How to Calculate Payroll Taxes for Married Filing Jointly

An employee's filing status plays a key role in federal income tax withholding. On line 3 of Form W-4, an employee can either select "Single," "Married," or "Married, but withhold at higher Single rate." Married status puts the employee in a lower tax bracket than single status. An employee who plans to file a joint tax return with her spouse should check "Married" on the W-4. If she intends to file separately, she should check "Married, but withhold at higher Single rate." If she checks "Married," calculate federal income tax according to the regulations for married filing jointly.


Step 1

Subtract pretax deductions from the employee's gross pay. This includes medical and dental insurance, dependent care, health reimbursement account contributions, qualified 401(k) contributions and transportation expenses. The remainder is the employee's taxable wages.

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Step 2

Obtain the employee's number of allowances from line 5 of the W-4. Also, check line 6 to see if she wants additional tax withheld from each of her paychecks. This is important. If an employee and her spouse are both working and their total annual earnings from all jobs exceed $10,000, as of 2012, the employee should fill out the "Two Earners/Multiple Jobs Worksheet" on page 2 of the W-2. This helps her to avoid having too little tax withheld.


Step 3

Calculate federal income tax via the Internal Revenue Service Circular E tax-withholding tables. For married filing jointly, use the tax table that says "Married" and that matches the employee's taxable wages, pay period and number of allowances. For example, a married employee earns $420 weekly and claims two allowances. According to page 40 of the 2012 Circular E, the employee would pay $12 a week in federal income tax. If she had checked "Married, but withhold at higher Single rate," you would use the respective Circular E's "Single" tax table to figure the withholding.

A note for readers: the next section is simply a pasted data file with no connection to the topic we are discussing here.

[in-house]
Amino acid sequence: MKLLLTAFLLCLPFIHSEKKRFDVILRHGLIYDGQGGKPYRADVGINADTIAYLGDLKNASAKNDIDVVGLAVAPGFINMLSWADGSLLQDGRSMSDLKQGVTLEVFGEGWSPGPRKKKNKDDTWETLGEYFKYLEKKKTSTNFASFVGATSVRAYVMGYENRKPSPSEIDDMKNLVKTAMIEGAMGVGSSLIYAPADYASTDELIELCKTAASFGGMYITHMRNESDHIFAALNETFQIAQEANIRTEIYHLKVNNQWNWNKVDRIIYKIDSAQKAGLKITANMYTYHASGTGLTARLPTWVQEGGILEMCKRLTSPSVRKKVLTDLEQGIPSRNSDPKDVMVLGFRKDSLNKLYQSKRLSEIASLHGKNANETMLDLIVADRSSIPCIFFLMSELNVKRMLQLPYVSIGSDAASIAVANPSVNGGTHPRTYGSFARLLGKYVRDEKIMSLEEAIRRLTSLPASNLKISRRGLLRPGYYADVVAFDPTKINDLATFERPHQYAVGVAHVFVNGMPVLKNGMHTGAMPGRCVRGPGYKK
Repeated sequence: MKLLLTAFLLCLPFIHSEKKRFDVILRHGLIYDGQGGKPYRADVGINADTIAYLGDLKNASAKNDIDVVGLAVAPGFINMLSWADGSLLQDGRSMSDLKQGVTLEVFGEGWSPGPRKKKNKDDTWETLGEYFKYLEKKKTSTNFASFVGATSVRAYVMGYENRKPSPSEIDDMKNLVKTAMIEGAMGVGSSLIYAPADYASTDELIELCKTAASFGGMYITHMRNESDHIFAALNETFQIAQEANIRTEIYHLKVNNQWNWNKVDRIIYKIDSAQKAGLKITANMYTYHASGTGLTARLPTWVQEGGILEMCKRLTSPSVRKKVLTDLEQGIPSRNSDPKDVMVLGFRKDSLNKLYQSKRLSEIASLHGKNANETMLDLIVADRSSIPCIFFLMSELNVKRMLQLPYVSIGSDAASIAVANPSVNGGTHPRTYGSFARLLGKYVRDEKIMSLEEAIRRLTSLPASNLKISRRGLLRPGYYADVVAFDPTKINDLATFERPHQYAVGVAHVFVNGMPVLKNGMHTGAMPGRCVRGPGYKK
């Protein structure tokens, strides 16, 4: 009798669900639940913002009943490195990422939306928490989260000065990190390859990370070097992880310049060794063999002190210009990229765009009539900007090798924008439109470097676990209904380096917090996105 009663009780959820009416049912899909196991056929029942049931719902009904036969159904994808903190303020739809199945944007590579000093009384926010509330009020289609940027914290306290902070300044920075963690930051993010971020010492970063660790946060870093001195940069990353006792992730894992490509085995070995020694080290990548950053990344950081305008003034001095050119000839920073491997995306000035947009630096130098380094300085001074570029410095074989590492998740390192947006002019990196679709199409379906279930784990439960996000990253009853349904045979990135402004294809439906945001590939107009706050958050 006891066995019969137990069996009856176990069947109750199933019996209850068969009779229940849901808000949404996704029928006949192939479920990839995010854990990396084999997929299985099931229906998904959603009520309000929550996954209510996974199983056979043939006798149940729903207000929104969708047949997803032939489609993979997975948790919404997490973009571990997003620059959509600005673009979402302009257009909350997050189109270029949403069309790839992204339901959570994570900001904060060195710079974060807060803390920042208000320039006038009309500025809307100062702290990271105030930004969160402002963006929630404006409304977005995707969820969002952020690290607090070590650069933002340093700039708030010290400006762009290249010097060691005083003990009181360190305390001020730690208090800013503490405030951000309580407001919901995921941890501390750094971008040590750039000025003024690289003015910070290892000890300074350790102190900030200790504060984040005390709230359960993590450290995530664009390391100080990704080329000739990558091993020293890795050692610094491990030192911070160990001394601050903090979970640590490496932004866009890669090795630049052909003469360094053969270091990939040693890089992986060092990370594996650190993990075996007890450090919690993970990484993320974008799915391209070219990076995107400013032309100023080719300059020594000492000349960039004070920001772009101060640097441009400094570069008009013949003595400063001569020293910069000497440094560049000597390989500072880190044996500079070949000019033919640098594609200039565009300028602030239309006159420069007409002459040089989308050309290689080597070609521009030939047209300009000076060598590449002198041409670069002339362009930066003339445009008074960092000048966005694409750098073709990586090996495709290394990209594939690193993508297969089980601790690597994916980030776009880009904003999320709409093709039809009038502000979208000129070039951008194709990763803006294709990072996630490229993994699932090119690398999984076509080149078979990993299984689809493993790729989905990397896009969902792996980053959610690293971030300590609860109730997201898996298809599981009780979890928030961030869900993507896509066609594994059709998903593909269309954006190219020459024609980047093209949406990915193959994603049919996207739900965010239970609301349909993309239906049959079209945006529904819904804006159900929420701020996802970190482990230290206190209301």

Step 4

Apply your state's regulations to calculate state income tax, if applicable. If the state requires withholding at a flat percentage, filing status has nothing to do with the withholding process. For example, for Arizona employees, you would simply calculate state income tax withholding at the percentages they elect on Form A-4. However, in Georgia, on Form G-4, employees can choose "Single," "Married filing joint, both spouses working," "Married filing joint, one spouse working," "Married filing separate," or "Head of household." In this case, you would apply the state tax-withholding table that matches the G-4 form to figure the withholding.


Married filing jointly has no bearing on Social Security and Medicare tax withholding. These taxes are withheld at flat percentages of the employee’s taxable wages.



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